Worth a second outing: What’s the point of switching to individual electoral registration?

Welcome to a series where old posts are revived for a second outing for reasons such as their subject has become topical again, they have aged well but were first posted when the site’s readership was only a tenth or less of what it is currently or they got published and the site crashed, hiding the finest words of wisdom behind an incomprehensible error message. This one is from Spring last year and has been slightly updated.

After a long period of stalling, the Labour Government finally announced in spring 2009 a timetable for switching Britain’s electoral registration system from one based on households to one based on individuals. The Electoral Commission, Conservative Party and Liberal Democrats had been calling for such a switch for a long time, and speeding up the move is a priority of the Conservative/Lib Dem coalition, but what’s the reason for making the switch?

The current electoral registration system is based on one registration form being delivered to each household, with the head of the household completing the form on behalf of everyone there and sending it back (“household registration”).

Electoral register formOne reason therefore for switching to individual registration is a point of principle: someone’s ability (if they aren’t the head of a household) to vote shouldn’t be dependent on whether or not someone else has filled in a form for them.

This switch will also reduce the problems with rented property, where in urban areas particularly it is far from rare for electoral registration forms to be filled in with the name of the landlord (only), resulting in those living in a property not being registered and someone who really lives elsewhere being put on the register at that address.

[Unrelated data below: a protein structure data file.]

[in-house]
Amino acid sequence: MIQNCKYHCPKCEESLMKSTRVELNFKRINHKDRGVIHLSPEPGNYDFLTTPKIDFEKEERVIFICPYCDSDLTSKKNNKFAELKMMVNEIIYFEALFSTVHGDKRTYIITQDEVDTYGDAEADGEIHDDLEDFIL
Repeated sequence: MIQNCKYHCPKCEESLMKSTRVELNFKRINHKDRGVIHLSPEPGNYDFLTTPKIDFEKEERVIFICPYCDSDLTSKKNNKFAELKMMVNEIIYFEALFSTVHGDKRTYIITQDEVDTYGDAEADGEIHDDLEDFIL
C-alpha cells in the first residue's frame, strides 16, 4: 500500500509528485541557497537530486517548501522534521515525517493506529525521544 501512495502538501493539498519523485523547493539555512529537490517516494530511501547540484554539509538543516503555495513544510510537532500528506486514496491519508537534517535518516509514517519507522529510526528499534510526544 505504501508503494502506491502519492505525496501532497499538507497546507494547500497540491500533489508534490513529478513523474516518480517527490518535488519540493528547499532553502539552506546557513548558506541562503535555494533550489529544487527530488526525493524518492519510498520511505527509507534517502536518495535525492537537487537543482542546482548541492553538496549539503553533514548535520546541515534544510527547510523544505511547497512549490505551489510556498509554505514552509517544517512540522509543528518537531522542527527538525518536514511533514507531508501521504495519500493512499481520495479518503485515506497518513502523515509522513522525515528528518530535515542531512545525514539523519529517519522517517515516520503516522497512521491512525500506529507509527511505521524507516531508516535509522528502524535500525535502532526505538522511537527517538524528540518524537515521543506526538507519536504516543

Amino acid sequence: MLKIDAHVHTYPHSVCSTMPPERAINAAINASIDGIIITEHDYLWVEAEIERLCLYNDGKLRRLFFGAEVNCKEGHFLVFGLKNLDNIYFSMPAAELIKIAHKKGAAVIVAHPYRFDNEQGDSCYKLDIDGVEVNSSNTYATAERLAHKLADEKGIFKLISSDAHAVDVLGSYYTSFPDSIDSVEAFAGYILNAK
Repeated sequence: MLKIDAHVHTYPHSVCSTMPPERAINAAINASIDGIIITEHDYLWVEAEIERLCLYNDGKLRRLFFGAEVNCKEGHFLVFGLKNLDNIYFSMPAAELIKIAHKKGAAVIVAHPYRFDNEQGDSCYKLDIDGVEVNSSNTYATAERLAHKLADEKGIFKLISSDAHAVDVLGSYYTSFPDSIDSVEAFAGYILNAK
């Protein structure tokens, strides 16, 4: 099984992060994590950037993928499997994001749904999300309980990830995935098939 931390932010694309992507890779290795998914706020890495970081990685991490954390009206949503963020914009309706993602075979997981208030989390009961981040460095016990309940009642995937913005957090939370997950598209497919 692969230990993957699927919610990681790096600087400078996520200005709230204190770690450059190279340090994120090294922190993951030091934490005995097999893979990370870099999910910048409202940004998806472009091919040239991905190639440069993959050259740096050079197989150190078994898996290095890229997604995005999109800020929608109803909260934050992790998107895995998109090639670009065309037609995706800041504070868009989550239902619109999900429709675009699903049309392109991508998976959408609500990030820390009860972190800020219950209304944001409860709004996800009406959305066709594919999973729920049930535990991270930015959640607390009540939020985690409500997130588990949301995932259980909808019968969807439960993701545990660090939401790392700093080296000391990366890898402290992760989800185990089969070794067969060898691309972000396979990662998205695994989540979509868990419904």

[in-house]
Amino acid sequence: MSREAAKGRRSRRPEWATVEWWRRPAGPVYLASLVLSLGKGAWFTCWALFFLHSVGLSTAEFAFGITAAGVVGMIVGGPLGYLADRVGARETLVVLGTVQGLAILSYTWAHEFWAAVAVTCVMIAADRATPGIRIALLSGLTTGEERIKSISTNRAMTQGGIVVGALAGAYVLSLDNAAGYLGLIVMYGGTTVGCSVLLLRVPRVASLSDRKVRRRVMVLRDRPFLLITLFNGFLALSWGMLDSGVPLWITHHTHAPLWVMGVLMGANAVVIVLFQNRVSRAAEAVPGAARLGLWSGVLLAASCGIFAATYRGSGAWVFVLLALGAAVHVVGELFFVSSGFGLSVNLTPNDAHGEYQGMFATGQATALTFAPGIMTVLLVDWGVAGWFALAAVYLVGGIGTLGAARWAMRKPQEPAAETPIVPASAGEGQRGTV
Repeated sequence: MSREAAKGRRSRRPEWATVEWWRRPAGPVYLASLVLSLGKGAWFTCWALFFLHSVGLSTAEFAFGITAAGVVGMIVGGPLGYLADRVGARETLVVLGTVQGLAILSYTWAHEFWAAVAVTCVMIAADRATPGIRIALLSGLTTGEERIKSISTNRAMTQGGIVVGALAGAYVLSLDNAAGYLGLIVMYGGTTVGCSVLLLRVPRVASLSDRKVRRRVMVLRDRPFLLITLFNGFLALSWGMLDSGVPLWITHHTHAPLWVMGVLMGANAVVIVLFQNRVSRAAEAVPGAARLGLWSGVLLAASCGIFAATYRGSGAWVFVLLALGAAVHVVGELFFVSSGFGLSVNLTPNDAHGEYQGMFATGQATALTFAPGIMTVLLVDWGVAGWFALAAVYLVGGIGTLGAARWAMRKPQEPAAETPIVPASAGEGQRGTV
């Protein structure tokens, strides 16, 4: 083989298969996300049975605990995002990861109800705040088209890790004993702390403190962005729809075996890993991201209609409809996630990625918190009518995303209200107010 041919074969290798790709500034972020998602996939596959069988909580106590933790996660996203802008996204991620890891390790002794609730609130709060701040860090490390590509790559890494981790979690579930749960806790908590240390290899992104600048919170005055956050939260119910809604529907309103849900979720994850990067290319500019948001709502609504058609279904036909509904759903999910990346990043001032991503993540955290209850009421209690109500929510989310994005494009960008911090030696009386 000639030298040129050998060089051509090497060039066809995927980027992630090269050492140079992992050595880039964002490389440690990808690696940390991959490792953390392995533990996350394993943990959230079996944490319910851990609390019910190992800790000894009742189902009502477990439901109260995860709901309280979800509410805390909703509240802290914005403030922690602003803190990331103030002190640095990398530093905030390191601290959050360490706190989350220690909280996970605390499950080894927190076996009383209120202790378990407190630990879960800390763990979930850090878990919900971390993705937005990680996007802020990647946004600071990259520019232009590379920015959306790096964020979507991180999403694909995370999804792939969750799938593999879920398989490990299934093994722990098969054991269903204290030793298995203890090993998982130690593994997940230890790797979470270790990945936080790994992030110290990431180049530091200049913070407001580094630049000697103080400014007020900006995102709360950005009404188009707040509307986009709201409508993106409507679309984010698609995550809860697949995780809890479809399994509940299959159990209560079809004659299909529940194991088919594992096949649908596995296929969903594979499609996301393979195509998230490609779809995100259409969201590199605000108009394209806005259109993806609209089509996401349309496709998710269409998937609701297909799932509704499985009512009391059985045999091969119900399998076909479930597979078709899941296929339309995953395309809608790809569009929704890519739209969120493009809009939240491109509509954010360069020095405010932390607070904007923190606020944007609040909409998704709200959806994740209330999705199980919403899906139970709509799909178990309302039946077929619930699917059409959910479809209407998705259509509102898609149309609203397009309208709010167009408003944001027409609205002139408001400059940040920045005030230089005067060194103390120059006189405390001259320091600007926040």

Individual registration will also allow the recording of “personal identifiers” such as signatures. This will in turn make it possible to tackle the risks of impersonation at polling stations. At the moment, there is relatively little protection against “impersonation” – turning up at a polling station, claiming to be someone else and getting to vote in their name.

As anti-fraud measures for postal and proxy voting have improved (largely due to the collection of personal identifiers from those applying for such votes), there’s a risk that without action fraudsters will switch to using impersonation instead. Requiring voters to supply their identifiers, and checking them against the ones given when they registered, would make such impersonation much harder.

There is a risk that the switch to individual registration will result in fewer people registering – because rather than relying on someone else completing a form, everyone has to fill in their own form. This is what happened initially in Northern Ireland when it made the switch, although registration numbers did then bounce back to a large degree. There is likely to be a particular issue with universities, where currently the university authorities often automatically register all students who are living in university accommodation.

For the switch to be a success, it will require a significant publicity campaign, and may well also see political parties start to get more heavily involved in pushing registration than in the past. However, with both we can have a more secure electoral system which, by increasing confidence in our electoral system, also helps increase public involvement in elections.

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This entry was posted in Election law.


  • the benefit of individual registration si that it will make the boundary review to equalise constituency size completely inaccurate !

    If only the people who agree to these things actually knew anything about what they were doing !

    Quite simply, individual registration will lead to a big slump in voter registration (mostly Lib Dem and Labour inclined voters) The new seats for 2015 General Election will be based on the Dec 2010 register – on the old system – great !

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